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First California faces more shareholder dissent

By   /   Tuesday, May 29th, 2012  /   Comments Off on First California faces more shareholder dissent

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Investors who own 5.4 percent of First California Financial Group’s shares have joined the ranks of disgruntled stockholders after the bank snubbed a buyout offer from Los Angeles-based PacWest Bancorp.

A letter dated May 23 from Loeb Offshore Management out of New York came through in the bank’s regulatory filings on May 29. Addressing Westlake Village-based First California’s board, the investors say they “wish for the company to be sold to the highest bidder as soon as possible and we would be sorely disappointed if the board were not to make this happen right now.”

First California CEO and President C.G. Kum could not immediately be reached for comment for this story.

First California has been under pressure to change course after investors have watched the stock trade at low prices despite the bank’s strong deposit base and aggressive acquisition strategy.

Los Angeles-based PacWest, a major player in the Tri-Counties, made public its unsolicited $7.25-per-share buyout offer for First California on May 9. Its offer represents a 32 percent premium over First California’s share price before the proposal.

“We’ve made this disclosure reluctantly, and only after First California summarily rejected our proposal and ignored our previous efforts to engage with them in discussions. Given the significant premium we have offered, we wanted to make sure all [First California] constituents are aware of this attractive proposal,” PacWest CEO Matt Wagner said in a release. “We are excited about the prospects for a combination of PacWest and [First California] and plan to work diligently toward a transaction.”

In an interview on May 9, First California chief executive Kum told the Business Times that PacWest’s offer was rejected because the Los Angeles lender wanted an exclusivity agreement that would have precluded him from talking to other potential buyers.

Kum told the Business Times his company received the offer on May 3 with a deadline to reply by May 8. He said he asked PacWest officials for more time. “I called the CEO [Matt Wagner] and asked him for a one-week extension to process this request properly. I was summarily rejected,” Kum told the Business Times. “The phone conversation ended with him saying either you sign by the deadline or we’re going to go public. … It’s a pressure tactic.”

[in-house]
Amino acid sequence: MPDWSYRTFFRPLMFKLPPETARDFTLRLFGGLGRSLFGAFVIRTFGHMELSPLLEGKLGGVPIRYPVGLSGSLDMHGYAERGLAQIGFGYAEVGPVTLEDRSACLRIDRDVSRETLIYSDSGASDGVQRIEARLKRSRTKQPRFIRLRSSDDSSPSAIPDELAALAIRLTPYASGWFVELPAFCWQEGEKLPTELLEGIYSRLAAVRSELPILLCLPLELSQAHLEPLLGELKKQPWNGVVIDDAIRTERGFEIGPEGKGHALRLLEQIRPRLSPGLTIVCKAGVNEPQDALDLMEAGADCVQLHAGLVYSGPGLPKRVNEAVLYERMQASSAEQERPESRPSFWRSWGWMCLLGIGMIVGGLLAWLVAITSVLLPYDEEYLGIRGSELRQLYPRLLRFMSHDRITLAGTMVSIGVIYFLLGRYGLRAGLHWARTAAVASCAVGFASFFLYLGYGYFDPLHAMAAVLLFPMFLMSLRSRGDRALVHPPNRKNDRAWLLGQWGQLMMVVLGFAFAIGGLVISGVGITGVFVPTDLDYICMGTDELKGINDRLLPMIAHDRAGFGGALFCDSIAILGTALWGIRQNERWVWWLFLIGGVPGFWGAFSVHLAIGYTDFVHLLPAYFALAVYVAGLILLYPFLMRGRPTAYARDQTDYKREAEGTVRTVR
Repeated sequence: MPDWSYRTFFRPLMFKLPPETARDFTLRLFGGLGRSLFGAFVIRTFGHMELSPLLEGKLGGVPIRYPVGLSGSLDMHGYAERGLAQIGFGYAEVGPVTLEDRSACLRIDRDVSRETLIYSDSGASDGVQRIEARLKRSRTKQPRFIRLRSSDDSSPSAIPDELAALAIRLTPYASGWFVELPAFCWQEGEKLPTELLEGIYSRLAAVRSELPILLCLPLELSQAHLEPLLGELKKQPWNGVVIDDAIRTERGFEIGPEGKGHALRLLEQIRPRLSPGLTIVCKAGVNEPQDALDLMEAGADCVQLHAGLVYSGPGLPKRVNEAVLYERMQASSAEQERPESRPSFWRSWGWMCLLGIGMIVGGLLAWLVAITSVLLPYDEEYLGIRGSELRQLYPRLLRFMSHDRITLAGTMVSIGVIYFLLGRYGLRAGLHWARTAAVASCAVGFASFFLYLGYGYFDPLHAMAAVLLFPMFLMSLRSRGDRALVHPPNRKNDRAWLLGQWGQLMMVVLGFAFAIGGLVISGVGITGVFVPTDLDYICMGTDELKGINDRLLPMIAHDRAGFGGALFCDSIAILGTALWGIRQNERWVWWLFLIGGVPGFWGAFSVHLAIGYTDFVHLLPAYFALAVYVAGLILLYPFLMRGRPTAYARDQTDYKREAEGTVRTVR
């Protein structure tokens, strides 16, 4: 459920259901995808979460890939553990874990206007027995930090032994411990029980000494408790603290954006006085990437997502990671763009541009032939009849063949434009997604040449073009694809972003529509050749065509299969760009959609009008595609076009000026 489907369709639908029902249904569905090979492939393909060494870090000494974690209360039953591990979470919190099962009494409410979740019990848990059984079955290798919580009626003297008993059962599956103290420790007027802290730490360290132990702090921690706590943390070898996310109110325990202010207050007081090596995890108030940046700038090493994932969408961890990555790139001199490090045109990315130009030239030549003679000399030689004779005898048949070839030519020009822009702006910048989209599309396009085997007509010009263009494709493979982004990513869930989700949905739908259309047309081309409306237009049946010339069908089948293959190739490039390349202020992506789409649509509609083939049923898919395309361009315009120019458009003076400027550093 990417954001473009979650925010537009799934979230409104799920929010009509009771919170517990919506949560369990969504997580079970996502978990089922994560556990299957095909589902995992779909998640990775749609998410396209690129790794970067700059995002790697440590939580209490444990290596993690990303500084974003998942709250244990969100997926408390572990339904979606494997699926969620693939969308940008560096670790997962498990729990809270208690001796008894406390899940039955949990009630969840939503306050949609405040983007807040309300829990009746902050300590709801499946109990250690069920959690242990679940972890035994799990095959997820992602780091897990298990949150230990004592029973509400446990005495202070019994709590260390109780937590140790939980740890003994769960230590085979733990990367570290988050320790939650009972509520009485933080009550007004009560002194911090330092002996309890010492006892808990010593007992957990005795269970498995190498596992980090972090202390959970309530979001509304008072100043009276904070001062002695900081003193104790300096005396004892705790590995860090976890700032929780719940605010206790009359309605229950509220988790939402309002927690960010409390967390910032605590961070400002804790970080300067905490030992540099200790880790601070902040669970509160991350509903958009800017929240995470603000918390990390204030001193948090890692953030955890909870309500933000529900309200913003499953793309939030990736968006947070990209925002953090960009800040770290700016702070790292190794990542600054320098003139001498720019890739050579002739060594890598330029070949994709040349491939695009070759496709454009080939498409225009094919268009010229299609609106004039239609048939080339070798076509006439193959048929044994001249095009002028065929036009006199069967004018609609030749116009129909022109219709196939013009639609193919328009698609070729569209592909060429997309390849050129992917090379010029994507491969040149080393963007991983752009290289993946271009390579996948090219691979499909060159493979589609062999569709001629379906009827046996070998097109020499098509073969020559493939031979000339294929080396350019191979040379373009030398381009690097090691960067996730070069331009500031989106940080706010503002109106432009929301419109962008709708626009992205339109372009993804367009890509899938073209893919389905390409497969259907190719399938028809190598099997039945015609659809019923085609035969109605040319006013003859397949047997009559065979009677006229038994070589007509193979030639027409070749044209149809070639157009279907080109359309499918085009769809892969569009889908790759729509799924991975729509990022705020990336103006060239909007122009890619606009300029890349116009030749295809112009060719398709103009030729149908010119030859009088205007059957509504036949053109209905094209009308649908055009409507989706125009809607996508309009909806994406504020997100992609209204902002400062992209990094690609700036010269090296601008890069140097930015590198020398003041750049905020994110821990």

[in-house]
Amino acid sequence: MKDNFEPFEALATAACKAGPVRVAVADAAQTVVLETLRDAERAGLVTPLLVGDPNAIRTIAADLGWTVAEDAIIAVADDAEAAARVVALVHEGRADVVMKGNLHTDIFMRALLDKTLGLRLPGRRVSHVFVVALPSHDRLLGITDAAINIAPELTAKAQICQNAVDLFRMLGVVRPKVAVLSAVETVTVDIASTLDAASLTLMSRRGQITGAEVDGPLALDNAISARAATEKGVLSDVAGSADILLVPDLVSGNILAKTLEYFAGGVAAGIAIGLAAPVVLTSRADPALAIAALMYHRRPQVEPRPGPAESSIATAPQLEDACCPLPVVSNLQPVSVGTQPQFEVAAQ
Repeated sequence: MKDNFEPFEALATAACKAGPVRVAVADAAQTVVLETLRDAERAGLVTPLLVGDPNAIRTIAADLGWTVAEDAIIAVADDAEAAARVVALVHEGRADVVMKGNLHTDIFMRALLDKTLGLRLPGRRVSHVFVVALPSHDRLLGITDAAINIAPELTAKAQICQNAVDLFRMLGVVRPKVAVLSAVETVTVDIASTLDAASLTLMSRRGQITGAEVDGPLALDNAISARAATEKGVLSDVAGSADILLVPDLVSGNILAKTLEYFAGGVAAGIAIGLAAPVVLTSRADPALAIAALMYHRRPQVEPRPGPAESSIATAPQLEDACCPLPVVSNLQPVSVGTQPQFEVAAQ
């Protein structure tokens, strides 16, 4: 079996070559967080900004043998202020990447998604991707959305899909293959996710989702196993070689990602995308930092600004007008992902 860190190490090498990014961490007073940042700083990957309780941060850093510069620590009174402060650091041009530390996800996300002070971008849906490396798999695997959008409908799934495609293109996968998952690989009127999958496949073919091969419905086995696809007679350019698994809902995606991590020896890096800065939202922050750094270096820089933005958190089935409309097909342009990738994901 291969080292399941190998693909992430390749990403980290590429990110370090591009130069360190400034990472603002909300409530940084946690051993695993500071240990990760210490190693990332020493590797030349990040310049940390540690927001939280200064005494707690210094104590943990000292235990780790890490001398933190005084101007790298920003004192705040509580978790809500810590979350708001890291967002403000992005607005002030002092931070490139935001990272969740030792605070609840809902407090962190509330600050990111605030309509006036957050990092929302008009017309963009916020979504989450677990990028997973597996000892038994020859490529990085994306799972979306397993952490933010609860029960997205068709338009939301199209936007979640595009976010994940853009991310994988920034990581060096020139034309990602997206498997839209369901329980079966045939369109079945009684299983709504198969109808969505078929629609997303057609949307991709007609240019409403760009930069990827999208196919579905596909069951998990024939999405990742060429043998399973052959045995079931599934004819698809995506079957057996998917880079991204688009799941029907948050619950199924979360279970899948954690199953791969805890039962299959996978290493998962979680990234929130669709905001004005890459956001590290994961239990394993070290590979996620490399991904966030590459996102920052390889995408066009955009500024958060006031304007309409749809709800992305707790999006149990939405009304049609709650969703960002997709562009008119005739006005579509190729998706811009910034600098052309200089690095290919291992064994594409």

By forcing PacWest to go public with its $7.25 offer, an asking price is now in full public view as a floor. “It’s a two-edged sword for them,” Kum said in the May 9 interview. First California’s shares have climbed 22.1 percent to $6.85 since PacWest broadcast its proposal.

Loeb becomes the fourth major investor group to publicly pressure the bank to improve the outlook for shareholders. New York-based Basswood Capital Management, the Pohlad banking family of Minnesota and Boston-based Castine Capital Management have also been leaning on the bank’s leaders to consider all options, including a sale. Together, the four groups own more than 16 percent of First California’s common stock.

In its May 23 letter, Loeb Offshore Management said it is “troubled” by First California’s formal response to PacWest’s offer. “While we are not able to decipher exactly what caused PacWest to ‘go public,’ we nevertheless are concerned that a buyer with a premium bid felt it necessary to go to shareholders with a ‘bear hug strategy,’ ” Loeb wrote. “If a formal process were in place in which potential buyers were accessing a data room as part of a normal auction process, then we doubt things would have eventuated in such a messy fashion. We can only hope the board of FCAL’s denial of exclusivity to PacWest was for a good and sufficient reason, all to do with maximizing value from a different bidder.”

Earlier this month, New York-based Basswood Capital Management wrote a letter to First California’s board, warning it would move to oust the directors if they didn’t consider a buyout offer. In its letter, Loeb warns that it, too, “will not hesitate to take vigorous action if we think the board is not engaged in a formal process to sell to the highest bidder.”

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